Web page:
How to pause and resume a sequence of mutating Swift structs using dispatch semaphore?
What is a semaphore?
“Semaphores are an old-school threading concept introduced to the world by the ever-so-humble Edsger W. Dijkstra. Semaphores are a complex topic because they build upon the intricacies of operating system functions.
If you want to learn more about semaphores, check out this link which discusses semaphore theory in more detail. If you’re the academic type, a classic software development problem that uses semaphores is the Dining Philosophers Problem.
Semaphores let you control the access of multiple consumers into a finite amount of resources. For example, if you created a semaphore with a pool of two resources, at most only two threads could access the critical section at the same time. Other items that want to use the resource must wait in a…have you guessed it?… FIFO queue!” — Derek Selander
How do you use a semaphore?
In GCD, we can create a semaphore using dispatch_semaphore_create:
“Passing zero for the value is useful for when two threads need to reconcile the completion of a particular event. Passing a value greater than zero is useful for managing a finite pool of resources, where the pool size is equal to the value.” — Apple Docs
In the example above, the semaphore starts with a count of 0. When the semaphore count becomes a negative number it pauses the thread that it is being executed on.
To decrement the semaphore count by 1 we use dispatch_semaphore_wait, passing the semaphore and the time we want to wait for:
dispatch_semaphore_wait should NOT be called on the main thread.
To signal the semaphore to continue the background thread execution, we use dispatch_semaphore_signal which increments the semaphore count by 1:
Code execution on the thread that has been paused will continue immediately after the dispatch_semaphore_wait.
Now that we know the basics of using a semaphore, lets look at the sequence that we are going to pause/resume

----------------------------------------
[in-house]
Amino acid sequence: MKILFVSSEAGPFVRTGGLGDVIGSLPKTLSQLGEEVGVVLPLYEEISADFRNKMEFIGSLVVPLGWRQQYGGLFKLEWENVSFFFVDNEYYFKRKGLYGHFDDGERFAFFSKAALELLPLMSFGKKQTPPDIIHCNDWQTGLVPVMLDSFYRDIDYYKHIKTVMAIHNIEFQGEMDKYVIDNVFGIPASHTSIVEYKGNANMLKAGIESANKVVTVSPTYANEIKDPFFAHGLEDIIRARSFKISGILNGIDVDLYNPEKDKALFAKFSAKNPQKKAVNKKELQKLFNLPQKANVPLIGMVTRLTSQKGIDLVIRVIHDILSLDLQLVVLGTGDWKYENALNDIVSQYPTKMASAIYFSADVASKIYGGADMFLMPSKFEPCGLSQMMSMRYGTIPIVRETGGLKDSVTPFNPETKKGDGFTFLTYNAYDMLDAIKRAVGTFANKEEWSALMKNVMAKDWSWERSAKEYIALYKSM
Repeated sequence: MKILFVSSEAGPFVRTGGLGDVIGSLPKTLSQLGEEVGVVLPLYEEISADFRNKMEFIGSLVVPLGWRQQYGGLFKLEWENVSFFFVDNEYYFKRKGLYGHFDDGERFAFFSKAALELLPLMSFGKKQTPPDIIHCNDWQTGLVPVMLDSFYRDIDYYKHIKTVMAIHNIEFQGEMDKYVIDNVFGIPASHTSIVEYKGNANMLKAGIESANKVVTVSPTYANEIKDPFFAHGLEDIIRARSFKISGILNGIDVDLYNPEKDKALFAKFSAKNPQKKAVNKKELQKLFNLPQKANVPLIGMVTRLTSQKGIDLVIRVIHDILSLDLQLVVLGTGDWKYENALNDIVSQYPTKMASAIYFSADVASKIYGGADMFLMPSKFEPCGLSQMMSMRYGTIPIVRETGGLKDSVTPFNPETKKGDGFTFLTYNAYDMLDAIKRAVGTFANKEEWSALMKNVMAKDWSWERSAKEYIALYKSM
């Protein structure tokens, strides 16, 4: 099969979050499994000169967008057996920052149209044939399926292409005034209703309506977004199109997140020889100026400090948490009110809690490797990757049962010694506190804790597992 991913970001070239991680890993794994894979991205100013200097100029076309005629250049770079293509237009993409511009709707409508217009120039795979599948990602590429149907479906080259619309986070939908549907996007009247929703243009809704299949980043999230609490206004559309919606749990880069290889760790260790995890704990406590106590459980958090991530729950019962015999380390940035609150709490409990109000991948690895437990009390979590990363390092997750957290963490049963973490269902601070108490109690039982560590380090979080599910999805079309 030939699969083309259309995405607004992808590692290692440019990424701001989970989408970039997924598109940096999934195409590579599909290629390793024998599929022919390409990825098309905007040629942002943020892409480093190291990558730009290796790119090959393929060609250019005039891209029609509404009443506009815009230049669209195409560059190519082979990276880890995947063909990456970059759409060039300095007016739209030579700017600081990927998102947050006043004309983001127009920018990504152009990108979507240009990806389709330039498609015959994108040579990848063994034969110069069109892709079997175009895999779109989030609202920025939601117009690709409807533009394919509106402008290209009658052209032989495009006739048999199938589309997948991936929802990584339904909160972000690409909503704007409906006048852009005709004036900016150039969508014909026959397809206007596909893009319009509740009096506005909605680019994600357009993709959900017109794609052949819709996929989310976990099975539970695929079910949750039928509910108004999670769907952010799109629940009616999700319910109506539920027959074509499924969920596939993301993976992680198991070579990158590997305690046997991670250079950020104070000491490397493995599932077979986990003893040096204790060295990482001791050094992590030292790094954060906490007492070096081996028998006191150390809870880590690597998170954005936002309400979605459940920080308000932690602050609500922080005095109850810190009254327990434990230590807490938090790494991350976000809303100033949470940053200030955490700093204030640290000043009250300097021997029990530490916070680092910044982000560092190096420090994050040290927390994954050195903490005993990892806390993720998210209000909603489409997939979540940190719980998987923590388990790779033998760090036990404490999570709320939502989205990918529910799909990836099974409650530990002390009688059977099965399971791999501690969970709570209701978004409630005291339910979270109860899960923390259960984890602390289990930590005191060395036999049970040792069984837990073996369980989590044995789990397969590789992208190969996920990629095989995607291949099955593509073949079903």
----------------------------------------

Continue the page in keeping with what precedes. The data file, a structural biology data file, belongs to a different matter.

To make things easy on us, we are going to use a real life example of a task that we can all relate to — unwrapping presents!
We will have a sequence of presents that get unwrapped in a depth-first search algorithmic way:
“One starts at the root (selecting some arbitrary node as the root in the case of a graph) and explores as far as possible along each branch before backtracking.” — Depth-first search Wiki
We are going to be the manager of unwrapping these presents, therefore we start by creating a singleton in Swift which will start, pause, resume and suspend the unwrapping presents process:
startUnwrapping() method implementation:
This protocol defines a blueprint for our presents. It requires an unwrap() method which will cause the present to start unwrapping itself and a completion handler which will inform the caller of the unwrap() method whether the present has been unwrapped successfully.
We mark the unwrap() method as mutating as we are going to change the otherwise immutable values of the struct to keep track of its unwrapping process.
We continue by calling the unwrappable parameter unwrap() method on a backround serial thread which gets executed asynchronously.
This is all done so that while we are unwrapping our presents on a serial background thread, we can pause it when we need to using a semaphore and we won’t end up blocking the main thread which updates the UI.
The structs that will conform to the Unwrappable protocol in our example will be of two kinds:
- Presents — group that holds presents and just keeps track of the present that gets currently unwrapped
- Present — struct that while it is being unwrapped we take time to check it and then move on to unwrapping the next present.
We are going to use the semaphore to pause the unwrapping process while a Present is being unwrapped, since Presents is just a concept that holds a group of presents.
To simulate the checking of a present we will create another serial background queue called the Check Serial Queue to which we are going to submit a block to be executed asynchronously. Inside the block we are going to cause the thread to sleep for a second and then check whether or not the Manager canUnwrap boolean is true. If it is — then we signal the semaphore to release the Unwrapping Serial Queue and continue with the next present.
When we pause the sequence from the Manager, we set the canUnwrap boolean to false and thus the semaphore remains negative and it will not resume the Unwrappable Serial Queue when the present Check Serial Queue finishes.
When we call resume, we set the canUnwrap to true and send a signal to the semaphore which then increments its count and the unwrapping process continues.
Where to go from here?
You can download the final project with all the code from this blog.